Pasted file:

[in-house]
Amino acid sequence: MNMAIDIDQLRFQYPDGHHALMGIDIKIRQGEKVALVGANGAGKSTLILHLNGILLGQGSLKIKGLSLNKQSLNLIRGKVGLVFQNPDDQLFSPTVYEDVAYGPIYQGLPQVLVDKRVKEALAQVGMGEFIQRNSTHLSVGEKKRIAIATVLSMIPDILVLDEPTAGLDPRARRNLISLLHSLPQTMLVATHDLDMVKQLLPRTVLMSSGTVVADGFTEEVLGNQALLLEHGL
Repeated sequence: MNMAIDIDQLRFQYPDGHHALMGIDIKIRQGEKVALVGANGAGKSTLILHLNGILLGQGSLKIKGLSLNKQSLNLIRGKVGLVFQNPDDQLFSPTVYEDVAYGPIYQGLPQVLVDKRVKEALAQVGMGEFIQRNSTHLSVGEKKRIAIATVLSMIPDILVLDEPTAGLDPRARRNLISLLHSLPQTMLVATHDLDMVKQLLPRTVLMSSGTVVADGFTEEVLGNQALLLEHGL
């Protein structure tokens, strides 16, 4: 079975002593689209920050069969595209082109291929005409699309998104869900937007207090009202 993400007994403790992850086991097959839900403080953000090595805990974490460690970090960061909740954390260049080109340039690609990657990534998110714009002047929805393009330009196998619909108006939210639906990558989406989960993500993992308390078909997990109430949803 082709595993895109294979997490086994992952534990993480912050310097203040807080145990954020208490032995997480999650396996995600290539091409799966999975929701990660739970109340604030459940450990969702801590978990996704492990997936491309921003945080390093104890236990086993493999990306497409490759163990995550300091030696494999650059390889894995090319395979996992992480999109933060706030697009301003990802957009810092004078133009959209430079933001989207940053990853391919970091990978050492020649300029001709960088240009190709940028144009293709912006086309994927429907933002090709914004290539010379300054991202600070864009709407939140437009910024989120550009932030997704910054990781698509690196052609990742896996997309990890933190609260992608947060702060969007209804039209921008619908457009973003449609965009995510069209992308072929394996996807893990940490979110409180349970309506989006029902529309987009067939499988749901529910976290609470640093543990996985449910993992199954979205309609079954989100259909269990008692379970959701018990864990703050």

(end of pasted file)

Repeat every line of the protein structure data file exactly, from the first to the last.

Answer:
[in-house]
Amino acid sequence: MNMAIDIDQLRFQYPDGHHALMGIDIKIRQGEKVALVGANGAGKSTLILHLNGILLGQGSLKIKGLSLNKQSLNLIRGKVGLVFQNPDDQLFSPTVYEDVAYGPIYQGLPQVLVDKRVKEALAQVGMGEFIQRNSTHLSVGEKKRIAIATVLSMIPDILVLDEPTAGLDPRARRNLISLLHSLPQTMLVATHDLDMVKQLLPRTVLMSSGTVVADGFTEEVLGNQALLLEHGL
Repeated sequence: MNMAIDIDQLRFQYPDGHHALMGIDIKIRQGEKVALVGANGAGKSTLILHLNGILLGQGSLKIKGLSLNKQSLNLIRGKVGLVFQNPDDQLFSPTVYEDVAYGPIYQGLPQVLVDKRVKEALAQVGMGEFIQRNSTHLSVGEKKRIAIATVLSMIPDILVLDEPTAGLDPRARRNLISLLHSLPQTMLVATHDLDMVKQLLPRTVLMSSGTVVADGFTEEVLGNQALLLEHGL
């Protein structure tokens, strides 16, 4: 079975002593689209920050069969595209082109291929005409699309998104869900937007207090009202 993400007994403790992850086991097959839900403080953000090595805990974490460690970090960061909740954390260049080109340039690609990657990534998110714009002047929805393009330009196998619909108006939210639906990558989406989960993500993992308390078909997990109430949803 082709595993895109294979997490086994992952534990993480912050310097203040807080145990954020208490032995997480999650396996995600290539091409799966999975929701990660739970109340604030459940450990969702801590978990996704492990997936491309921003945080390093104890236990086993493999990306497409490759163990995550300091030696494999650059390889894995090319395979996992992480999109933060706030697009301003990802957009810092004078133009959209430079933001989207940053990853391919970091990978050492020649300029001709960088240009190709940028144009293709912006086309994927429907933002090709914004290539010379300054991202600070864009709407939140437009910024989120550009932030997704910054990781698509690196052609990742896996997309990890933190609260992608947060702060969007209804039209921008619908457009973003449609965009995510069209992308072929394996996807893990940490979110409180349970309506989006029902529309987009067939499988749901529910976290609470640093543990996985449910993992199954979205309609079954989100259909269990008692379970959701018990864990703050």